When we look at the Detroit Lions’ draft classes between 2008 and 2010, it’s important to remember that the 2008 group was the handiwork of a certain Matt Millen, who ultimately found himself fired weeks into a season that would end with the Lions going winless.
So let’s examine the last Millen draft, and the first two of the Mayhew regime by putting them through the Draft Grader. That means every pick gets a grade between +2.0 and -2.0 (in 0.5 increments) that depends upon:
• Where they were drafted
• Their performance
• Their contribution (how many snaps their team got out of them)
• Other factors such as unforeseen injuries and conditions that could not have been accounted for
Let’s take a look at how the Lions drafted.
+2.0: You’ve just found Tom Brady in the 6th round
Nope, but then they had the first overall pick in 2009, so they didn’t really need to.
+1.5: Getting much more than you bargained for!
Cliff Avril, DE (92nd overall pick in 2008): When Detroit look back on the last draft class of Matt Millen, they can at least thank him for landing the excellent Cliff Avril. Picked up the seventh-highest grade of all 4-3 DE’s for his pass rushing in 2010 and was Top 20 in 2011. There’s a reason he was franchise-tagged, and it’s his ability to consistently generate pressure.
+1.0: The scouts nailed it!
Matthew Stafford, QB (1st overall pick in 2009): It’s taken Stafford some time to start to realize his potential, but his finish to 2011 was exactly what Lions fans had been waiting to see. Has the tools to take advantage of the weapons at his disposal, but needs to step up his game, especially when he’s under pressure.
Ndamukong Suh, DT (2nd overall pick in 2010): The media did a great job of overhyping Suh’s rookie season as if it was the greatest of all time, yet when the numbers dropped a year later (without a real drop in performance) and with some off the field stuff, they turned to bury him. In truth, Suh is a rare talent, but still has areas of his game (hello Mr. Trap Block and Sir Draw Play) to work on.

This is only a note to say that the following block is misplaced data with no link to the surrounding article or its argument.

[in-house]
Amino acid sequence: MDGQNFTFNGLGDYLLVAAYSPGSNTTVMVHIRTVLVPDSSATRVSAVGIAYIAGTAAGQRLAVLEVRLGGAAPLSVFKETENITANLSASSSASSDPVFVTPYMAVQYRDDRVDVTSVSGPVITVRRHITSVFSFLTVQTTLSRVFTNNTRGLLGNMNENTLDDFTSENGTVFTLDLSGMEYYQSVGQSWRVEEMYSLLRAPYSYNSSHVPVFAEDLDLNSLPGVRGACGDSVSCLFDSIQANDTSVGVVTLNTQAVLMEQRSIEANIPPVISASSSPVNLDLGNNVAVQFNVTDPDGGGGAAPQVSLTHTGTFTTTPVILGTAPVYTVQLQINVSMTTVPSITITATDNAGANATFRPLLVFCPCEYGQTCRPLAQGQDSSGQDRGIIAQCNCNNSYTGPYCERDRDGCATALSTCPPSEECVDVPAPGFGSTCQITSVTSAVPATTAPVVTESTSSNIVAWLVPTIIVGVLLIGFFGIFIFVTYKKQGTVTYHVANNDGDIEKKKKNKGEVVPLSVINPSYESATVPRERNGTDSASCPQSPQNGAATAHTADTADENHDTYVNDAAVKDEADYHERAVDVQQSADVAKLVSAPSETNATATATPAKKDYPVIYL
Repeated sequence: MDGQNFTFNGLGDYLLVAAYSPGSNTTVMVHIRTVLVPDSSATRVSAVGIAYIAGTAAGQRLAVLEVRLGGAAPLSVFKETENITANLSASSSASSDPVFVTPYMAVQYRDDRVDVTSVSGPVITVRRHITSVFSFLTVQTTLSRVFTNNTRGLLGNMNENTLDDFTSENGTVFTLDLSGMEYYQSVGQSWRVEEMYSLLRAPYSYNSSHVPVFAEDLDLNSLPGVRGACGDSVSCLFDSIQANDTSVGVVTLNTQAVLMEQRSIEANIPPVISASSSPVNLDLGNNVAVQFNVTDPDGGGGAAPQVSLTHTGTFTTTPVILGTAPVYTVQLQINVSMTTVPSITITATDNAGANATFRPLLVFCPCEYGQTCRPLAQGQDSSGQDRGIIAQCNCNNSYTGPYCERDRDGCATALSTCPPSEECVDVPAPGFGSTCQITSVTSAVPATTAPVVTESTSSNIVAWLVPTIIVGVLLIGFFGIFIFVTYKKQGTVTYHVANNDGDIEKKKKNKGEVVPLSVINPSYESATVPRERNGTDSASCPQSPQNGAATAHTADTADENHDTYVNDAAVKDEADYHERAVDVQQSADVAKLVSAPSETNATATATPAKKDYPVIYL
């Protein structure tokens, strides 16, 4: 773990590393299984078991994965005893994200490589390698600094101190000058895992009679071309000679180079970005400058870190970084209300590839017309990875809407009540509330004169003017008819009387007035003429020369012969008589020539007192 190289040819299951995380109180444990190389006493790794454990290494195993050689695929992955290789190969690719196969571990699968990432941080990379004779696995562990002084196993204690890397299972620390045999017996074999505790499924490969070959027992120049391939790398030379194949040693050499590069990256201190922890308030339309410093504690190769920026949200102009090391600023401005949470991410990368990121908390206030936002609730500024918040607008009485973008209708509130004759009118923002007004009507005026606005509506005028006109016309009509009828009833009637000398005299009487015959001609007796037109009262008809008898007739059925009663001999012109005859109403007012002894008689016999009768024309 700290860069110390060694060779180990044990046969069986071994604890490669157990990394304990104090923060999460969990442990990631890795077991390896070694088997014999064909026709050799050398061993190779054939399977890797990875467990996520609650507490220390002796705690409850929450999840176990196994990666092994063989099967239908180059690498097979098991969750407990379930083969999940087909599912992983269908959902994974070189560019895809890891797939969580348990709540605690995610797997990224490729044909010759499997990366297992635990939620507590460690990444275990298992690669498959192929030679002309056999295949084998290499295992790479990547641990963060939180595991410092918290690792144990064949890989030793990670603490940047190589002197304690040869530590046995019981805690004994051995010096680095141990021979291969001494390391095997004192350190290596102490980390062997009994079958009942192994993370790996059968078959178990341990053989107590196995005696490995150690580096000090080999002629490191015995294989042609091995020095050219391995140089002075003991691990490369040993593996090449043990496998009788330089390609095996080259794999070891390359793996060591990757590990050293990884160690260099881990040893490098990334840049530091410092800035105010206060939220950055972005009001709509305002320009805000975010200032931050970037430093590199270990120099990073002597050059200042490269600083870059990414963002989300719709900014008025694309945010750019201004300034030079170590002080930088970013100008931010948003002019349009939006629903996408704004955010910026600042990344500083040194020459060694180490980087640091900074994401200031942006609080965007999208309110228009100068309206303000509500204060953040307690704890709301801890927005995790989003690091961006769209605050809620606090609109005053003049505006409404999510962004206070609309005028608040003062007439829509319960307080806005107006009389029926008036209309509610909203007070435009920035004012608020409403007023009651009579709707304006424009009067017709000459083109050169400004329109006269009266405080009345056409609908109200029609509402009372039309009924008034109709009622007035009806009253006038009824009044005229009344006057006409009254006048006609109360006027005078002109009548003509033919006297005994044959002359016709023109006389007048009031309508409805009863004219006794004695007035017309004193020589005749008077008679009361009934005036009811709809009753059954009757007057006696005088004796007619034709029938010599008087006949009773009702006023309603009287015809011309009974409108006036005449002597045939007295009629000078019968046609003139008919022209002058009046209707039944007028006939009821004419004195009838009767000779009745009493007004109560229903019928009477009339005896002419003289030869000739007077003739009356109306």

Willie Young, DE (213th overall pick in 2010): When Kyle Vanden Bosch finally decides he’s had enough, the Lions may be about to stumble onto something special when Young gets more snaps. Just seven snaps as a rookie, but that number was up to 259 a year later where he earned a mammoth +11.7 grade for his efforts. Young could be a pass-rushing star.
+0.5: Never hurts to find a solid contributor
Kevin Smith, RB (64th overall pick in 2008): The first pick of the 2008 third round, Smith has always produced when the Lions have got him on the field. While he may never dominate, he’s proved a good backup who is extremely able in the passing game.
Louis Delmas, S (33rd overall pick in 2009): May lack the elite physical tools of some safeties, but Delmas has helped shore up the Lions’ defense. Coming off his worst season since entering the league, the former second round pick will be looking for a better 2012.
Sammie Lee Hill, DT (115th overall pick in 2009): After a rookie year that showed Hill as not quite NFL-ready, he has since taken a big step up to become a valuable part of the Lions’ defensive rotation.
Dan Gronkowski, TE (255th overall pick in 2009): Spent time on the practice squad and then played 17 snaps on offense before eventually being traded for former second round pick Alphonso Smith. Lions were able to turn him into something.
0.0: It could have been worse
Jerome Felton, FB (146th overall pick in 2008): Developed into an adequate lead blocker in an offense that doesn’t really champion that position.
Landon Cohen, DT (216th overall pick in 2008): Played considerably in the first year of Jim Schwartz, but wasn’t up to the standard he wanted and was gone after playing 431 snaps for the team.
Caleb Campbell, S (218th overall pick in 2008): After being drafted in 2008, wasn’t able to sign with the team for another two years after he had to complete his duty with the army. Bounced between practice squad and active roster where he ended up making two special teams tackles in 2010.